The world of DJ equipment evolves every day. As usual, this change is met with a mixture of excitement and skepticism. When CDJs became the mainstream choice for club DJs, turntablists shuddered at the thought. Then came MP3s, Serato, Traktor, MIDI controllers, Auto Sync and Beatmatching – with each iteration the schism between who was considered a “real” DJ and an impostor became larger. Removing the need for finesse and skill led to a slew of young DJs entering the scene. Traditionalists considered these new comers talentless. While it is no secret that it takes less actual skill to mix tracks now, removing the need for a DJ to micromanage tracks allows for a greater level of creativity. Cue point juggling, controllerism, live sampling and looping all would not be possible (or certainly not as commonplace) if DJs were still using Technics.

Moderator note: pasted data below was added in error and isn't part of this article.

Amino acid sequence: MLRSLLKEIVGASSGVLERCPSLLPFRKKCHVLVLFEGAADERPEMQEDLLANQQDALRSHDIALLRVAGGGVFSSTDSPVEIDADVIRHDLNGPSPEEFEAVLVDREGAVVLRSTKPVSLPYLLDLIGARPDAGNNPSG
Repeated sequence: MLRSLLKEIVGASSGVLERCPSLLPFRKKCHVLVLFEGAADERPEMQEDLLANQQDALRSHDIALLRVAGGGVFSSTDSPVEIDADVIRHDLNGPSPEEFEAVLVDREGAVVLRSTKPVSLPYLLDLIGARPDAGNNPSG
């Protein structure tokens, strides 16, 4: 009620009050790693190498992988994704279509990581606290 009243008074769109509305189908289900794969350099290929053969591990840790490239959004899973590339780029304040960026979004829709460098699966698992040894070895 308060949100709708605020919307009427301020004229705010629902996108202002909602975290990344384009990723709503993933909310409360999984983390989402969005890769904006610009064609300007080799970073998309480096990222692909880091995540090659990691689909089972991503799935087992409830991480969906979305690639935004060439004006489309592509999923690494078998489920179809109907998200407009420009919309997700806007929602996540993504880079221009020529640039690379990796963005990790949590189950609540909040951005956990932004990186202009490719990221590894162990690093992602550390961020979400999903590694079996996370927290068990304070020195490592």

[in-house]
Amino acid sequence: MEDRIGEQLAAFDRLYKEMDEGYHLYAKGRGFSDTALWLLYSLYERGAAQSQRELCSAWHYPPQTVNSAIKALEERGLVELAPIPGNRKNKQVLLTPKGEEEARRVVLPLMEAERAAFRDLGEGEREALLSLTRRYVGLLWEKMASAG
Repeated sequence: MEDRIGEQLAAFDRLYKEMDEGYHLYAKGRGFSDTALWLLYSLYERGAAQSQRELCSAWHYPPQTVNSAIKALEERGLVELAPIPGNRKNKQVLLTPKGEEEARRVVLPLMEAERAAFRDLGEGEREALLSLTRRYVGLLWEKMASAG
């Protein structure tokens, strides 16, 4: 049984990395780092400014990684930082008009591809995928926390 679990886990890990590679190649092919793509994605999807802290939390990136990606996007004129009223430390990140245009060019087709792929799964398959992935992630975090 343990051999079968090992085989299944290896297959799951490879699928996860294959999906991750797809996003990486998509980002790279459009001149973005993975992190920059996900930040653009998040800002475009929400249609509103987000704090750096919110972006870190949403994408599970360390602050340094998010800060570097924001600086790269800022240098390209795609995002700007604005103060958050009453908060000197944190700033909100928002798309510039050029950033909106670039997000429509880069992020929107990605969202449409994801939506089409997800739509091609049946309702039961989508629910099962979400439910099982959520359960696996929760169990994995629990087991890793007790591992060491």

Enter Smithson Martin’s Emulator, the first touch screen MIDI controller. This revolutionary piece of technology for DJs and producers melds midi-based software and touch-screen hardware with stunning results. Is it a gimmick or the next step in the evolution of DJing?
Emulator is ‘the world’s first and only fully customizable, multi-touch software for professional DJs and music producers.’ It is the flagship development of Smithson Martin, a yet unknown software company specializing in DJ technology. The tech is absolutely gorgeous, its functionality, however, seems suspect. As a DJ, tactile response and accuracy is a huge part of the experience, and anyone with an iPhone knows that accuracy is not the forte of a touch screen device.
Until we see this in action and use it for ourselves it’s impossible to make a solid judgment. It is novel, and definitely ambitious – but does it have a place in the DJ world? Only time will tell.